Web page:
So I've seen a few different definitions of quasiconvexity of a function and I cannot, after a bit of working, figure out how all of them are related:

Let $X$ be a convex subset of a real vector space:

  1. $\dagger$ A function $f : X \to \mathbb{R}$ is quasiconvex if $f(\lambda x + (1-\lambda)y) \le \max \{ f(x) , f(y) \}$.
  2. $\dagger$ A function $f : X \to \mathbb{R}$ is quasiconvex if $f^{-1} ((-\infty, \alpha))$ is convex $\forall \alpha \in \mathbb{R}$
  3. $\dagger$ A function $f : X \to \mathbb{R}$ is quasiconvex if $f^{-1} ((-\infty, \alpha])$ is convex $\forall \alpha \in \mathbb{R}$
  4. $\dagger$ A function $f : \mathbb{R}^{mn} \to \mathbb{R}$ that is borel regular and locally integrable is quasiconvex if $$ f(A) \le \frac{1}{\mu(D)} \int_D f(A + \nabla \phi(x)) \, dx \; \forall A \in \mathbb{R}^{mn} \; \forall D \text{ bounded} \subset \mathbb{R}^n \; \forall \phi \in W_0^{1,\infty}(D; \mathbb{R}^m) $$

where $\dagger$ is the source of the statement.

I understand how $1$ and $3$ are connected.

I feel as though I should be able to say something about the connection between $2$ and $3$ (i.e. if $f$ is $1$ then it's possible that adding $\alpha$ opens up a whole in the preimage meaning that $x$ so that $f(x) = \alpha$ is somewhere arbitrarily far away, but then adding the preimage of a right hand neighborhood of $\alpha$ fills this hole). Also there is a definition of strict quasiconvexity which is the same definition of $1$ but with $\le$ replaced with $<$ and I believe I see how this is similar to $2$. If this is the case then I understand that $2$ is just the strict case and $3$ is the not-strict case.

As for $1,2,3$ connected to $4$ at all I'm unsure.


Concept 4 is very different from 1,2,3. It is just a different generalization of convexity which happens to have the same name (which, incidentally, makes for some ambiguous questions posted on this site). Since the definition 4 is due to Morrey, it is a good idea to call it Morrey quasiconvexity to avoid confusing with 1,2,3.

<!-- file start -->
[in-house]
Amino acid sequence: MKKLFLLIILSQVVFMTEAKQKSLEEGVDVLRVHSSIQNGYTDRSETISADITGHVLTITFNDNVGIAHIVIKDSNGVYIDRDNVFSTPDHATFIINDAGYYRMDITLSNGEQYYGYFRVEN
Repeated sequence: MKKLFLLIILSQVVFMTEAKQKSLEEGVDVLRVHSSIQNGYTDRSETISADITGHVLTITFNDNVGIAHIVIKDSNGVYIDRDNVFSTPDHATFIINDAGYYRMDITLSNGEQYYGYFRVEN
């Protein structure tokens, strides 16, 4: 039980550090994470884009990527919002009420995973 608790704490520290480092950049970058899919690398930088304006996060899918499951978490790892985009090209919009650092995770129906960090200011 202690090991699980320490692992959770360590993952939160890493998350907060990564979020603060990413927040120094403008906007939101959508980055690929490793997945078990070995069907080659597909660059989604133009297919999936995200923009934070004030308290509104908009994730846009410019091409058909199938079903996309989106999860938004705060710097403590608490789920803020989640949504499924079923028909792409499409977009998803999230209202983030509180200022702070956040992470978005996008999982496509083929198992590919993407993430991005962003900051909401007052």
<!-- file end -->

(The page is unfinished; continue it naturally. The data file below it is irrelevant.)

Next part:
Properties 1 and 3 are equivalent, as you understood. So are 2 and 3:

$3\implies 2$ because $\{f<a\}$ is the union of $\{f\le a-1/k\}$ over $k$. The union of an increasing family of convex sets is convex.

$2\implies 3$ because $\{f\le a\}$ is the intersection of $\{f< a+1/k\}$ over $k$. The intersection of any family of convex sets is convex.

To reformulate strict quasiconvexity (as in item 1, but with $<$) in terms of level sets would not be easy. The natural candidate is: the sets $\{f\le a\}$ are strictly convex... but it does not work. For example, $f(x,y)=\max(x^2+y^2,1)$ is a quasiconvex function that is not strictly quasiconvex. Yet, all sets of the form $\{f<a\}$ or $\{f\le a\}$ are round disks.

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  • $\begingroup$ Thanks, do you have a reference for the union of an increasing family of convex sets is convex? $\endgroup$ – DanZimm Jul 15 '14 at 5:40
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    $\begingroup$ Oop my apologies, I think the proof would go something like if $x,y \in \cup A_i$ where $A_i$ is an increasing family then at some $n$ $x,y \in A_n$ and $A_n$ is convex so it follows $\endgroup$ – DanZimm Jul 15 '14 at 5:44
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    $\begingroup$ @DanZimm Yes, that's how it goes. $\endgroup$ – user147263 Jul 15 '14 at 5:48
  • $\begingroup$ Please help me in the following question: math.stackexchange.com/questions/1220706/… $\endgroup$ – Blind Apr 5 '15 at 17:29

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